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When Job Interviewers Can’t Ask an Illegal Question, They May Snoop Through Your Social Media

social media snoopWe all know there are certain questions a job interviewer cannot ask you: religious affiliation, marital status, sexual orientation, whether you have kids, etc. But it seems that many employers get around that these days by simply snooping through your social media.

In fact, applicants report an increasingly common experience from the job market these days: after an interview, they receive “friend” requests from their interviewers. This puts them in an awkward position. Not accepting the request could hurt a person’s job chances; but at the same time, the applicant feels the sudden need to scrub their profiles before accepting.

“They didn’t know why they were being friended,” writes Donal Kluemper, a University of Illinois researcher. “If it was some personal request or if the person was going to be screening their profile.”

Again, employers are legally prohibited from asking about things like marriage, religion and other personal or family status issues. But the answers to many of those questions are readily available on sites like Facebook, where a person might have photos of their children or significant others.

According to the Society for Human Resource Management, a staggering 77% of employers now use social networking to recruit candidates, up from 34% six years ago. 15 states have expressly banned employers from asking workers for their social media passwords, and Congress is now looking into making that a national policy.

But when it comes to the information a job candidate has already made public, the rules are pretty unclear. In fact, the Equal Employment Opportunity Commission has not published any specific regulations pertaining to monitoring of social media.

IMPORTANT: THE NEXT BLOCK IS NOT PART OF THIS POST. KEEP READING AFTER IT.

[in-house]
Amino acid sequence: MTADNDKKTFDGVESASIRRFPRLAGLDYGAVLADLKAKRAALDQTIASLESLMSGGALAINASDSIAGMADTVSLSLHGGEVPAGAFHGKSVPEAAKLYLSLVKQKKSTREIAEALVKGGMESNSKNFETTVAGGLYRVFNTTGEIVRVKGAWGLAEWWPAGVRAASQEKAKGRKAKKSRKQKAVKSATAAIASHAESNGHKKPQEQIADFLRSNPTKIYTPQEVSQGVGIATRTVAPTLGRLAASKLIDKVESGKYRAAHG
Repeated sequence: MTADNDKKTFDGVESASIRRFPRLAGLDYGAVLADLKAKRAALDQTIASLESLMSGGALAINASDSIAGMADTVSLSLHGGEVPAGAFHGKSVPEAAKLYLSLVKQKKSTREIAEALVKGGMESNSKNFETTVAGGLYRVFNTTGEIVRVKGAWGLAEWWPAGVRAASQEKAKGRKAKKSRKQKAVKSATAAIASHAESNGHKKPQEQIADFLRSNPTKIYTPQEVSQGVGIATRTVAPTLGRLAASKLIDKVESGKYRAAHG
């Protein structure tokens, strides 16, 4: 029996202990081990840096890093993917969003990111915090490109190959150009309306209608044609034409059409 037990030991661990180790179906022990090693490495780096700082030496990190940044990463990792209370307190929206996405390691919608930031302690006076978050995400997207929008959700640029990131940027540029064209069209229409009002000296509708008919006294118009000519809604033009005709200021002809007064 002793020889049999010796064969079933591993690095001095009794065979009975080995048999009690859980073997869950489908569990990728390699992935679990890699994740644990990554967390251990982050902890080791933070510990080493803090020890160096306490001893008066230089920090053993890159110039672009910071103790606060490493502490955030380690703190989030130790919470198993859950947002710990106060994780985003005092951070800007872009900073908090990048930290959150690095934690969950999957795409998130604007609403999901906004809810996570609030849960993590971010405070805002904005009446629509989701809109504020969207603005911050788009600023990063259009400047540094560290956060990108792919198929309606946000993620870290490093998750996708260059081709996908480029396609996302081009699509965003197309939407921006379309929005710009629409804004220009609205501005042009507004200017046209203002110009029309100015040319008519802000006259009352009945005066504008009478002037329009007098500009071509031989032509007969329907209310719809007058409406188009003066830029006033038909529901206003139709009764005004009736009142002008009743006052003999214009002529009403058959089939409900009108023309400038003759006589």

Furthermore, since so much of the browsing and snooping is “unofficial,” Kluemper says rules might not even help in the first place

“Policies and regulation might just force hiring managers to do this in a less structured and more informal way, which wouldn’t be positive,” Kluemper notes.

Yet business law professor Patricia Sanchez Abril explains that anti-discrimination laws are valid regardless of where an employer find the information. However, this doesn’t necessarily make things easier on job candidates.

“This is a really gray area right now,” she says, since it’s nearly impossible to prove that the hiring manager Googled you to find out that you want to have kids or that you observe the Sabbath. “It’s much harder to prove, especially since many of these judgments are even formed subconsciously. The employer may not even realize that he or she is discriminating.”

Yet research indicates that employers are indeed discriminating based on social media findings. Carnegie Mellon University professor Alessandro Acquisti recently created fake identities of identical candidates who identified their religion only on social media. The results showed that those who self-identified on Facebook as Muslim received 17% fewer callbacks. And since technology always develops much faster that the law, Acquisti notes that it’s very hard for policymakers to address these issues.

Renee Jackson, a technology and workplace injury attorney, tells her employer clients: “They’re allowed to look, but they’re not allowed to use.”

To make their hiring policies both transparent and consistent, she advises clients to draft up clear guidelines in advance: “Who is going to do the search; when the search will be conducted during the hiring process; what sites will be searched; what type of information they’re looking for,” Jackson says.

There are also a number of third-party services like Social Intelligence that do social media research for employers, scanning for violent, racist or other illicit behavior and comments. Technically, however, they are required to redact any information that’s illegal to consider in the hiring process.

Knowledge of employers snooping through your social media may tempt future job candidates to simply get rid of their Facebook account altogether. But Michael Fertik, the CEO and founder of Reputation.com, says that doing away with your internet presence is a double-edged sword, since it also means forfeiting your chances at online recruitment.

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Emery Reddy